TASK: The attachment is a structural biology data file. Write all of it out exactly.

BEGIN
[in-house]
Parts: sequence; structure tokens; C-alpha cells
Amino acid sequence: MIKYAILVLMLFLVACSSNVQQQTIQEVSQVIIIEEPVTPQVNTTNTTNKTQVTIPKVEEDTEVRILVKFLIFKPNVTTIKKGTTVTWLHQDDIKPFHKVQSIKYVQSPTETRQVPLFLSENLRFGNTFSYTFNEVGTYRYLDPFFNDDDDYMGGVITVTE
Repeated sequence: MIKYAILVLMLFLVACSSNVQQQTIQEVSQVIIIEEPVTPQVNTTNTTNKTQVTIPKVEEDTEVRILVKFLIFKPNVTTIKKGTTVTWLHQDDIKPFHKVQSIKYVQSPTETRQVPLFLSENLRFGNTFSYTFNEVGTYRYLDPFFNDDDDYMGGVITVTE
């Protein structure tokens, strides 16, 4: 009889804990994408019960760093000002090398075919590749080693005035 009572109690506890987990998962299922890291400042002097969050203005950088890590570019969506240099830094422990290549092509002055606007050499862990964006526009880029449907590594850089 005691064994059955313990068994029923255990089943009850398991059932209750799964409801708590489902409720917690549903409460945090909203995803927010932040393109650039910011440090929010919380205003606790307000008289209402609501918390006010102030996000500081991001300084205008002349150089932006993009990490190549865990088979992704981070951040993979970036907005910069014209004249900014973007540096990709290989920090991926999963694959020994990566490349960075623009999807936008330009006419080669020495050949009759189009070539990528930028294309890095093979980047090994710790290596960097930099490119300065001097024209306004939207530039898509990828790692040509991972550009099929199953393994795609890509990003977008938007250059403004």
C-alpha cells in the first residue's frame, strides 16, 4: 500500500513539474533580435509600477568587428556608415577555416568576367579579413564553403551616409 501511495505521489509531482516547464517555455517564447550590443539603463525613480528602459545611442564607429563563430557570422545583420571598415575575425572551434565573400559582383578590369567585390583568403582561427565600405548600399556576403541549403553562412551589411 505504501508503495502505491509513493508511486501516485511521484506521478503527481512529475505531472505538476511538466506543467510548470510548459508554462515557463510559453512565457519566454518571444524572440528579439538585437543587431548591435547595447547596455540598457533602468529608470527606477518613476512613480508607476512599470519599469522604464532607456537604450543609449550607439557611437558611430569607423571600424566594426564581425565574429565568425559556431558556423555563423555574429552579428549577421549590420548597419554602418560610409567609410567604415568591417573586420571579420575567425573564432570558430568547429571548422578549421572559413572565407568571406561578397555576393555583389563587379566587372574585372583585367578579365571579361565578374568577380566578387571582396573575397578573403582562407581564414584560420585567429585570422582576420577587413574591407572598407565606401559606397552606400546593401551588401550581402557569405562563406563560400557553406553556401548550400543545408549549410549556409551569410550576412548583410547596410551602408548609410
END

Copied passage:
[in-house]
Parts: sequence; structure tokens; C-alpha cells
Amino acid sequence: MIKYAILVLMLFLVACSSNVQQQTIQEVSQVIIIEEPVTPQVNTTNTTNKTQVTIPKVEEDTEVRILVKFLIFKPNVTTIKKGTTVTWLHQDDIKPFHKVQSIKYVQSPTETRQVPLFLSENLRFGNTFSYTFNEVGTYRYLDPFFNDDDDYMGGVITVTE
Repeated sequence: MIKYAILVLMLFLVACSSNVQQQTIQEVSQVIIIEEPVTPQVNTTNTTNKTQVTIPKVEEDTEVRILVKFLIFKPNVTTIKKGTTVTWLHQDDIKPFHKVQSIKYVQSPTETRQVPLFLSENLRFGNTFSYTFNEVGTYRYLDPFFNDDDDYMGGVITVTE
């Protein structure tokens, strides 16, 4: 009889804990994408019960760093000002090398075919590749080693005035 009572109690506890987990998962299922890291400042002097969050203005950088890590570019969506240099830094422990290549092509002055606007050499862990964006526009880029449907590594850089 005691064994059955313990068994029923255990089943009850398991059932209750799964409801708590489902409720917690549903409460945090909203995803927010932040393109650039910011440090929010919380205003606790307000008289209402609501918390006010102030996000500081991001300084205008002349150089932006993009990490190549865990088979992704981070951040993979970036907005910069014209004249900014973007540096990709290989920090991926999963694959020994990566490349960075623009999807936008330009006419080669020495050949009759189009070539990528930028294309890095093979980047090994710790290596960097930099490119300065001097024209306004939207530039898509990828790692040509991972550009099929199953393994795609890509990003977008938007250059403004």
C-alpha cells in the first residue's frame, strides 16, 4: 500500500513539474533580435509600477568587428556608415577555416568576367579579413564553403551616409 501511495505521489509531482516547464517555455517564447550590443539603463525613480528602459545611442564607429563563430557570422545583420571598415575575425572551434565573400559582383578590369567585390583568403582561427565600405548600399556576403541549403553562412551589411 505504501508503495502505491509513493508511486501516485511521484506521478503527481512529475505531472505538476511538466506543467510548470510548459508554462515557463510559453512565457519566454518571444524572440528579439538585437543587431548591435547595447547596455540598457533602468529608470527606477518613476512613480508607476512599470519599469522604464532607456537604450543609449550607439557611437558611430569607423571600424566594426564581425565574429565568425559556431558556423555563423555574429552579428549577421549590420548597419554602418560610409567609410567604415568591417573586420571579420575567425573564432570558430568547429571548422578549421572559413572565407568571406561578397555576393555583389563587379566587372574585372583585367578579365571579361565578374568577380566578387571582396573575397578573403582562407581564414584560420585567429585570422582576420577587413574591407572598407565606401559606397552606400546593401551588401550581402557569405562563406563560400557553406553556401548550400543545408549549410549556409551569410550576412548583410547596410551602408548609410